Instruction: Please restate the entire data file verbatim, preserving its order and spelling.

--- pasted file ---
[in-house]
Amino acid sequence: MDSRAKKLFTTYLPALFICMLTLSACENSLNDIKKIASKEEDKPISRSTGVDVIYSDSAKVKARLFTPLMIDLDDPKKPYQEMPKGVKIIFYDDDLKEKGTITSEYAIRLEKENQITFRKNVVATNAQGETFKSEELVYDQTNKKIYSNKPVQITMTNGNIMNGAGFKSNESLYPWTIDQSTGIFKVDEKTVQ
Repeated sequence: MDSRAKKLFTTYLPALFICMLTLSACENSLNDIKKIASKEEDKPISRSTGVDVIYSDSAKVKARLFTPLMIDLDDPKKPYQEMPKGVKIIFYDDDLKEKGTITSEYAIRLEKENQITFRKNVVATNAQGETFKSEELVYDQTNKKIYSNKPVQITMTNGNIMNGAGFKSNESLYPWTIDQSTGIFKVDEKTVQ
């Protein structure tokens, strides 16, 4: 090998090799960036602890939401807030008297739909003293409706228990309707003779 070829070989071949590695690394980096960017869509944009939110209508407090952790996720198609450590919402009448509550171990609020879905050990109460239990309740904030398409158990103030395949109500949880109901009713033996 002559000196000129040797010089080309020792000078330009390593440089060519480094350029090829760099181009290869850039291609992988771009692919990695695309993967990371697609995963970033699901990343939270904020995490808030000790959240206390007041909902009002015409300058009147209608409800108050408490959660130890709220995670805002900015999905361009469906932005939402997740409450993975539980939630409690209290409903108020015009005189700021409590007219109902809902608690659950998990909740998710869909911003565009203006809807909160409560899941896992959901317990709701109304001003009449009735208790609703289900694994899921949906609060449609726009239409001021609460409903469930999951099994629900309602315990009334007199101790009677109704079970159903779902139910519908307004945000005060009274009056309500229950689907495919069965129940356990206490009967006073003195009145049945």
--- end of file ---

[in-house]
Amino acid sequence: MDSRAKKLFTTYLPALFICMLTLSACENSLNDIKKIASKEEDKPISRSTGVDVIYSDSAKVKARLFTPLMIDLDDPKKPYQEMPKGVKIIFYDDDLKEKGTITSEYAIRLEKENQITFRKNVVATNAQGETFKSEELVYDQTNKKIYSNKPVQITMTNGNIMNGAGFKSNESLYPWTIDQSTGIFKVDEKTVQ
Repeated sequence: MDSRAKKLFTTYLPALFICMLTLSACENSLNDIKKIASKEEDKPISRSTGVDVIYSDSAKVKARLFTPLMIDLDDPKKPYQEMPKGVKIIFYDDDLKEKGTITSEYAIRLEKENQITFRKNVVATNAQGETFKSEELVYDQTNKKIYSNKPVQITMTNGNIMNGAGFKSNESLYPWTIDQSTGIFKVDEKTVQ
């Protein structure tokens, strides 16, 4: 090998090799960036602890939401807030008297739909003293409706228990309707003779 070829070989071949590695690394980096960017869509944009939110209508407090952790996720198609450590919402009448509550171990609020879905050990109460239990309740904030398409158990103030395949109500949880109901009713033996 002559000196000129040797010089080309020792000078330009390593440089060519480094350029090829760099181009290869850039291609992988771009692919990695695309993967990371697609995963970033699901990343939270904020995490808030000790959240206390007041909902009002015409300058009147209608409800108050408490959660130890709220995670805002900015999905361009469906932005939402997740409450993975539980939630409690209290409903108020015009005189700021409590007219109902809902608690659950998990909740998710869909911003565009203006809807909160409560899941896992959901317990709701109304001003009449009735208790609703289900694994899921949906609060449609726009239409001021609460409903469930999951099994629900309602315990009334007199101790009677109704079970159903779902139910519908307004945000005060009274009056309500229950689907495919069965129940356990206490009967006073003195009145049945």